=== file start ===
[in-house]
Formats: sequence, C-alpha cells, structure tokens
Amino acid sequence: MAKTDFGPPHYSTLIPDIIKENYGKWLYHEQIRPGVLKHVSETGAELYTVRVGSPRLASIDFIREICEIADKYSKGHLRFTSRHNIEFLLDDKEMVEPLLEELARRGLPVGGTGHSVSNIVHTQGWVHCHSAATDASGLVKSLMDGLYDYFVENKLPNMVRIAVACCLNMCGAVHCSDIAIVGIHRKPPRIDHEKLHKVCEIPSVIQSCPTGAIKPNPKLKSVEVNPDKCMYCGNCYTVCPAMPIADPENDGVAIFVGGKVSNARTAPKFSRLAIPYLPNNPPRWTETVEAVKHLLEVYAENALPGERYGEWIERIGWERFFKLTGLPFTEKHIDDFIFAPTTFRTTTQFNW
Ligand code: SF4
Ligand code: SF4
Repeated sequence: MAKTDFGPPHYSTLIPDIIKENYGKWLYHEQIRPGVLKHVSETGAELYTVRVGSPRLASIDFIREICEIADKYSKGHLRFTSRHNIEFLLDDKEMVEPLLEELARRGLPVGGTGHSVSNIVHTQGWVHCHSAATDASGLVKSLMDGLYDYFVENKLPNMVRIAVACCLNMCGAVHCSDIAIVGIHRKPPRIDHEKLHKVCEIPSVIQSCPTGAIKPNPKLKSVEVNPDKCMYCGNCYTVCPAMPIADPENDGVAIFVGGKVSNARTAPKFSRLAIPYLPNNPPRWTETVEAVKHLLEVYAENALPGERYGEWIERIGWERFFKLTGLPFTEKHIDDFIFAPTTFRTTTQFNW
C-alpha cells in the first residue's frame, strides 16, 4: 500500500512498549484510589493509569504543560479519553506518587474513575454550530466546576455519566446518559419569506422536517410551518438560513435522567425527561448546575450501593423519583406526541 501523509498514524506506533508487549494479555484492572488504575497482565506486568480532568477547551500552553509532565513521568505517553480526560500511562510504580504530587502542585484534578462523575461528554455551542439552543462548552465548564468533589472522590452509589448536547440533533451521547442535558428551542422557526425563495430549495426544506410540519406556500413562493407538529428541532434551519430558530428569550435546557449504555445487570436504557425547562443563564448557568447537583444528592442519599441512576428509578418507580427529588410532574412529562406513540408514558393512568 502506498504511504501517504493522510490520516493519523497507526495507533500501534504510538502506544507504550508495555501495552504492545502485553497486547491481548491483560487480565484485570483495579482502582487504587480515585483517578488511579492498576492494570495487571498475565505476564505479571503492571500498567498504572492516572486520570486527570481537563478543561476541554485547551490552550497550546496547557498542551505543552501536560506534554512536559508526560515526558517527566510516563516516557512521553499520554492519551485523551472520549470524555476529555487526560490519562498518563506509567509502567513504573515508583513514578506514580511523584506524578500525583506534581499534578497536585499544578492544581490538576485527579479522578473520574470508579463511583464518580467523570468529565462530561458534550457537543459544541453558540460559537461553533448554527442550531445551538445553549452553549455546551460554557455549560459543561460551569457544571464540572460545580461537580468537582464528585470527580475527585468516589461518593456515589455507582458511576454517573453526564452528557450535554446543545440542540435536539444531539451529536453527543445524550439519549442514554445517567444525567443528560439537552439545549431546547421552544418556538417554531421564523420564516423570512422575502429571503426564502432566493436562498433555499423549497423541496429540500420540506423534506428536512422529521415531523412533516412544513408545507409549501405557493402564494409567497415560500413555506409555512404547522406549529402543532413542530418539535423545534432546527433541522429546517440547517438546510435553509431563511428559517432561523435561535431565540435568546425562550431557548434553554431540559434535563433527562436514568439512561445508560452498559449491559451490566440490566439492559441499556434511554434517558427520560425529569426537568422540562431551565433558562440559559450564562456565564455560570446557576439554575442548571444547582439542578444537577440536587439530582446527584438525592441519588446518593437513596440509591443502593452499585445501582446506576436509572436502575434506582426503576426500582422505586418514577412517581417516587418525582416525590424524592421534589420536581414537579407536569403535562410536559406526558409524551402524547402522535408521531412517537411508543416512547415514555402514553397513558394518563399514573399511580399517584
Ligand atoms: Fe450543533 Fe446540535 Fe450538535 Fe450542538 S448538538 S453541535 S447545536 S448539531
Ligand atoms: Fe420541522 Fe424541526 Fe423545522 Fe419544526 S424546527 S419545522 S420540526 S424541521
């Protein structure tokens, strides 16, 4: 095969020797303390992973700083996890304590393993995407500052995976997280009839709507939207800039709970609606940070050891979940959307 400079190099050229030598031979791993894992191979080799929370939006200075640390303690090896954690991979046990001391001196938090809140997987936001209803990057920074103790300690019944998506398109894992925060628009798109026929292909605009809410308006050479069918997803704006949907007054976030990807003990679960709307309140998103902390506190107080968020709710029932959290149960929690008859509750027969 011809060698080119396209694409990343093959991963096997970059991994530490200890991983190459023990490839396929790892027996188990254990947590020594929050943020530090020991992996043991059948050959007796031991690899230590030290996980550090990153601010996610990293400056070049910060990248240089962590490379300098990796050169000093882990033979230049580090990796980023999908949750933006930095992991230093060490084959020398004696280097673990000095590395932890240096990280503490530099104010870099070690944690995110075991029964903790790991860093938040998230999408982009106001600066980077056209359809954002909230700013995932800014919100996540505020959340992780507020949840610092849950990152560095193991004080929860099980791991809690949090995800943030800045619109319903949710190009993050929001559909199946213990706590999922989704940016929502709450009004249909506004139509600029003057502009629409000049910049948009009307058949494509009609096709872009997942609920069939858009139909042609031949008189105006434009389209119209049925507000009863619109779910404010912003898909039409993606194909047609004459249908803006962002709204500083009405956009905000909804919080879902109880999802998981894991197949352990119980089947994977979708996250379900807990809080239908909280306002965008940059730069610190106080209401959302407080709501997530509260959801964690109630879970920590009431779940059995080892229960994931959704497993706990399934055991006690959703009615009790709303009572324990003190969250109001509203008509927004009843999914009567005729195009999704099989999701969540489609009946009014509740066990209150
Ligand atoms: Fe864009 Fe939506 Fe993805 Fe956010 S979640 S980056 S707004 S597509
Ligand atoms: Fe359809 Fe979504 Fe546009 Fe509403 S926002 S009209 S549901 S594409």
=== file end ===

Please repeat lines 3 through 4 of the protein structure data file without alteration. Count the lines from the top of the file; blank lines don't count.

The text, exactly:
Amino acid sequence: MAKTDFGPPHYSTLIPDIIKENYGKWLYHEQIRPGVLKHVSETGAELYTVRVGSPRLASIDFIREICEIADKYSKGHLRFTSRHNIEFLLDDKEMVEPLLEELARRGLPVGGTGHSVSNIVHTQGWVHCHSAATDASGLVKSLMDGLYDYFVENKLPNMVRIAVACCLNMCGAVHCSDIAIVGIHRKPPRIDHEKLHKVCEIPSVIQSCPTGAIKPNPKLKSVEVNPDKCMYCGNCYTVCPAMPIADPENDGVAIFVGGKVSNARTAPKFSRLAIPYLPNNPPRWTETVEAVKHLLEVYAENALPGERYGEWIERIGWERFFKLTGLPFTEKHIDDFIFAPTTFRTTTQFNW
Ligand code: SF4